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NOTEBOOK: BLK & Bold’s Pernell Cezar on Black entrepreneurship, mentoring


I wrote a story several weeks ago for the innovationIOWA Weekly newsletter about a new television series called “Bet on Black” and Pernell Cezar’s role as a coach on the show.

The BLK & Bold co-founder and CEO told me about the show’s origin, how he got involved and details of the competition show, which features Black entrepreneurs pitching businesses that foster social and community impact to a panel of judges for a chance to win $200,000 in funding.

But our conversation also went further, discussing the different lens the show puts on Black entrepreneurship, by both celebrating Black culture and going behind the scenes of the entrepreneurs’ journey and the disparities they face.

“Quite honestly, what it does is help normalize and empathize the context of being a Black entrepreneur, because this is not the norm. Black people and anyone else are really seeing this for the first time,” he said.

Reflecting on his own experience as an entrepreneur, Cezar shared how working with business owners who are just starting out reminds him that it hasn’t gotten easier. 

“It’s a reminder of how challenging it can be to finally be seen or receive a level of resources that may feel more attainable and accessible to one that is not in the arena,” he said.

He shares more reflections of what he’s learned about mentoring and from BLK & Bold’s success below:

This Q&A has been condensed and edited for clarity.

In what sense are disparities facing Black business owners “unspoken”?

You’ve got to talk to these demographics to better understand their firsthand POV on how the world receives them in their roles. A Black female entrepreneur that has pursued a path in entrepreneurship in particular — the obstacles that I may have to deal with, capital excluded, aren’t the same just by way of being a male. That is important context for when we’re trying to help support someone from where they are, not from where I think they should be. I think one of most important dynamics around mentorship or coaching is if someone’s telling you what they would do, it is not good guidance or advice because they have to understand the dynamic that you’re going through, as best as they can. You have to empathize and at least contextualize whatever guidance you’re trying to give somebody. If you’re doing it just from what you would do, it’s the wrong lens to be able to try to add value to somebody.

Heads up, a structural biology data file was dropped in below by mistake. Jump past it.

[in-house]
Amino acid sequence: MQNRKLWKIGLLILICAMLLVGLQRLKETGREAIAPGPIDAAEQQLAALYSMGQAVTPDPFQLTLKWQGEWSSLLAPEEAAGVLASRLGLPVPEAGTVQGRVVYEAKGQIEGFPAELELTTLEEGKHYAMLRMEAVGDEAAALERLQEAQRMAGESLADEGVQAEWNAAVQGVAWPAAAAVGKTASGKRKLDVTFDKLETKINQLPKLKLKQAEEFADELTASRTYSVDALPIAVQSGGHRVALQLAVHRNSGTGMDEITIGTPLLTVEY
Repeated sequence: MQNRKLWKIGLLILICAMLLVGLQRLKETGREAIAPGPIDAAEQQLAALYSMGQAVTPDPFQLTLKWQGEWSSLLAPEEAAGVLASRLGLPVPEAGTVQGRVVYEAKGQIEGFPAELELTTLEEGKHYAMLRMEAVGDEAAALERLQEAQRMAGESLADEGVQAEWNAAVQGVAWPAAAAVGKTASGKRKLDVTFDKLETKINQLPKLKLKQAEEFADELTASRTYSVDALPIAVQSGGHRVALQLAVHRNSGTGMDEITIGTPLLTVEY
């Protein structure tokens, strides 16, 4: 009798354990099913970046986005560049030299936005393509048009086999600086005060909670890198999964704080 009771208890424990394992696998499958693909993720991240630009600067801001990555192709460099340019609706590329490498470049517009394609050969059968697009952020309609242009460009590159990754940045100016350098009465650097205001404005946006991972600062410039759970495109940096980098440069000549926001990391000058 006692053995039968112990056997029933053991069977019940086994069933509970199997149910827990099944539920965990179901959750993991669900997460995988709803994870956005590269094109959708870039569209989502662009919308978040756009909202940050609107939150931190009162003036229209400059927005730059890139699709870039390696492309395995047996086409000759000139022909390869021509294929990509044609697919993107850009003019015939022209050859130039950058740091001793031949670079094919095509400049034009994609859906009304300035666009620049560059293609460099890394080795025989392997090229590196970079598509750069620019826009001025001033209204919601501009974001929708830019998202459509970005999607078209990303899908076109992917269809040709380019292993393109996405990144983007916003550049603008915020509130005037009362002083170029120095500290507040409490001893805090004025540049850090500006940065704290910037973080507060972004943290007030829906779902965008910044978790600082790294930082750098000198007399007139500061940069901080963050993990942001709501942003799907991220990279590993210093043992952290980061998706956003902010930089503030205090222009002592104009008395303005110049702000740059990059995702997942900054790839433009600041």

How do you weigh the successes BLK & Bold has had with the challenges it overcame to achieve them?

BLK & Bold is continuously on a journey to be the best version of what we can because it’s bigger than a name. We’re trying to build an impact to society through the way business functions, which has been woefully de-prioritized by businesses, and that impact is sustainably normalizing reinvesting back into the community of your consumer. We’re doing that by a product that infiltrates communities and adds purpose to an individual’s life from a product standpoint, but how do you allow the business model to add purpose back to the community?

Success is all relative. I am very thankful for where we are because it continues to provide validation. We have a long way to go, given the competitive landscape that we’re in. We’re not in local coffee, we’re in national coffee, and so I am always thankful and appreciative but taking time to pause and be content does no service to the deficit that our impact is starting from. Me and my co-founder, my best friend, we’re from Gary, Ind. There is no “friends and family’’ fundraising. There’s no banking relationships that come without actually showing them that you don’t need them.

We’ve had experiences that while it’s annoying to have to go through, we are very privileged co-founders. We’ve been fortunate. But damn for the other founders and entrepreneurs that are coming from these communities that may not be as fortunate. So I’m thankful to provide a lens for those that see the strength and growth of BLK & Bold, but honestly, it feels a bit more of an anomaly because there’s literally no representation that precedes us as examples of normalized success from Black entrepreneurs or domestic impact-oriented businesses. If there were more of us, we would still have a story to tell, we would still be as thankful and proud to be here, but I think the context is when you’re watching it more so than living it, it is hard to empathize or appreciate the fact that there’s a lot of other BLK & Bolds out there that aren’t here because of things that really weren’t in their control.

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